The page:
But they will be located at different positions in the equatorial belt to obtain different views.  Together they will be able to image the entire US and regions further out beyond to the east and west to provide coverage of the entire Western Hemisphere.

“GOES 17 will provide imagery that will complement what we have from GOES 16.”

“GOES S will be located at 137 degrees west longitude over the eastern pacific. So at that time we will be able to see the entire United States out to Hawaii, Alaska and even almost to New Zealand.”

“GOES-R/GOES 16 is located at 75 degrees west longitude gives the full Eastern seaboard and CONUS [continental US] coverage,” Walsh explained.

Video Caption: This animation depicts the areas of the Earth viewed by GOES East and GOES West from their vantage point 22,236 miles above the equator. NOAA maintains a two-satellite Geostationary Operational Environmental Satellite (GOES) constellation to watch over the Western Hemisphere. The satellites circle the Earth in geosynchronous orbit, which means they orbit the Earth’s equatorial plane at a speed matching the Earth’s rotation. This allows them to stay in a fixed position in the sky, remaining stationary with respect to a point on the ground.  Credit: NOAA/NASA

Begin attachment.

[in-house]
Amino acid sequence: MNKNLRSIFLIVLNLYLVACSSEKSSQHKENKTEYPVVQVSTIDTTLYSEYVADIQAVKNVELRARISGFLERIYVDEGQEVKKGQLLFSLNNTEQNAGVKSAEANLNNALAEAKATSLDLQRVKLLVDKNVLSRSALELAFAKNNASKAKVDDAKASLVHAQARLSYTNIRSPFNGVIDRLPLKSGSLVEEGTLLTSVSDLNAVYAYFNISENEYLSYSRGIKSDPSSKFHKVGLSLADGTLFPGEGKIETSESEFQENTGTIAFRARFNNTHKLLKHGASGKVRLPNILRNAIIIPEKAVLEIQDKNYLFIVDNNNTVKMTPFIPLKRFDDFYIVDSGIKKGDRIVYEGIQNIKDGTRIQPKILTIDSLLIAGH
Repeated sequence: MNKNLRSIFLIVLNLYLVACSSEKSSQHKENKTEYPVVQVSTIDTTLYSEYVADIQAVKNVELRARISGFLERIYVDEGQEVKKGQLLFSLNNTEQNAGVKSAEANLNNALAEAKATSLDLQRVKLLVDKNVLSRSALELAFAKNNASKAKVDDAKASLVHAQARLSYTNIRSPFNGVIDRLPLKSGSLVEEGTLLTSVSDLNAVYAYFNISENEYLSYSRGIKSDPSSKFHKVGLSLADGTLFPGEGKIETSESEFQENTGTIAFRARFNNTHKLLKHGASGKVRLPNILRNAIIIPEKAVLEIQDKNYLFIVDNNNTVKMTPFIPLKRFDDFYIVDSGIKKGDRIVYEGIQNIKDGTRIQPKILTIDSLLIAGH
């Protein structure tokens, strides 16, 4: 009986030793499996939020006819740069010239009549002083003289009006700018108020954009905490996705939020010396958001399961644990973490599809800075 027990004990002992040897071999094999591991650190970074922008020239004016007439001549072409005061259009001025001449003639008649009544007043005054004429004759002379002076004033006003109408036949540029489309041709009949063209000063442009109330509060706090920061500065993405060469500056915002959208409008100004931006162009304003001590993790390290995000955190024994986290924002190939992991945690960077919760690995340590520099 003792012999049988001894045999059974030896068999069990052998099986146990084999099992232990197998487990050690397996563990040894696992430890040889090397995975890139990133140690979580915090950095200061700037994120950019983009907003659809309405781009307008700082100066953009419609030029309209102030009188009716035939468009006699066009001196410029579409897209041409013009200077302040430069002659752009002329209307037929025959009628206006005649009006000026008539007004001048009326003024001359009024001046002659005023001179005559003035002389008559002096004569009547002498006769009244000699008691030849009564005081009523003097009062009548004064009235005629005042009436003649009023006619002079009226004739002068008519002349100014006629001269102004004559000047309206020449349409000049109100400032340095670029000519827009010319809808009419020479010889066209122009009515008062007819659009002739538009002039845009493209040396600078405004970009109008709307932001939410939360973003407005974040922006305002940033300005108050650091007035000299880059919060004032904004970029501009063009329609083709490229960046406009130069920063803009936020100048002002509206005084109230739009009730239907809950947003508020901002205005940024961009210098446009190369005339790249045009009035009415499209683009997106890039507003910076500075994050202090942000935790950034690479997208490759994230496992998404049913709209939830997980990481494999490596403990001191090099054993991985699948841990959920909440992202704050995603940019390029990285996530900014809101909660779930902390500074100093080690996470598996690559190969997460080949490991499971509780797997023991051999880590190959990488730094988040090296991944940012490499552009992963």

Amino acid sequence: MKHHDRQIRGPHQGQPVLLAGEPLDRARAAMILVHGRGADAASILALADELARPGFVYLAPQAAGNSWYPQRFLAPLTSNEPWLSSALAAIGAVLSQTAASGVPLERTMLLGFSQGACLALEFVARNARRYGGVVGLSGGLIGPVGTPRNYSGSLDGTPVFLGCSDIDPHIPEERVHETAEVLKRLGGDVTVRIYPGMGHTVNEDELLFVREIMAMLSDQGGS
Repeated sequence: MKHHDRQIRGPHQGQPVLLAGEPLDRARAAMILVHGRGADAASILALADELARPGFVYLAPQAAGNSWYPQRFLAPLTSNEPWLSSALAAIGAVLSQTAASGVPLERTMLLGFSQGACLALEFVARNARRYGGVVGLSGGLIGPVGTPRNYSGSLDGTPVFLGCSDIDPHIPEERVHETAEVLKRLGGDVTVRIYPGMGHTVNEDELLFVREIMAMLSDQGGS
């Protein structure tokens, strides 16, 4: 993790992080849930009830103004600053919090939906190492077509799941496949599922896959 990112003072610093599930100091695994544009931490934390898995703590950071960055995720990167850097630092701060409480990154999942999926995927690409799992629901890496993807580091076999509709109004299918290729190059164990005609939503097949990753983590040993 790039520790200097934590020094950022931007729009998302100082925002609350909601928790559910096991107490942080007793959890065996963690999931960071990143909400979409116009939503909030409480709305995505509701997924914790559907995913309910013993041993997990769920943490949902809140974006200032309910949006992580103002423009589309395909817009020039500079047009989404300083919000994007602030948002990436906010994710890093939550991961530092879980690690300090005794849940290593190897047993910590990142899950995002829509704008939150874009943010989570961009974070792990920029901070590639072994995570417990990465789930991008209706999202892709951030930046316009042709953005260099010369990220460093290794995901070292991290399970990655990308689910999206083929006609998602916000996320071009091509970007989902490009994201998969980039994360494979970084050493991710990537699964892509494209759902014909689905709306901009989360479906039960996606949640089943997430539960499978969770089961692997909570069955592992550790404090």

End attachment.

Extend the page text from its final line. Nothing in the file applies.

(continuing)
The gigantic school bus sized satellite measures  6.1 m x 5.6 m x 3.9 m (20.0 ft x 18.4 ft x 12.8 ft) with a three-axis stabilized spacecraft bus.

It has a dry mass of 2,857 kg (6,299 lbs) and a fueled mass of 5,192 kg (11,446 lbs) at launch.

A United Launch Alliance Atlas V rocket lifts off from Space Launch Complex 41 at Cape Canaveral Air Force Station carrying the NOAA/NASA Geostationary Operational Environmental Satellite, or GOES-S at 5:02 p.m. EST on March 1, 2018. Credit: Ken Kremer/

Watch this GOES-East Full Disk GeoColor satellite imagery GIF, March 14, 2018:

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The NASA/NOAA Geostationary Operational Environmental Satellite-S (GOES-S) is being processed in the clean room at Astrotech Space Operations, in Titusville, FL, on Jan 16, 2018 in advance of nose cone encapsulation and launch on a ULA Atlas V on Mar. 1, 2018.  GOES-S belongs to new constellation of America’s most advanced weather satellites. Credit: Ken Kremer/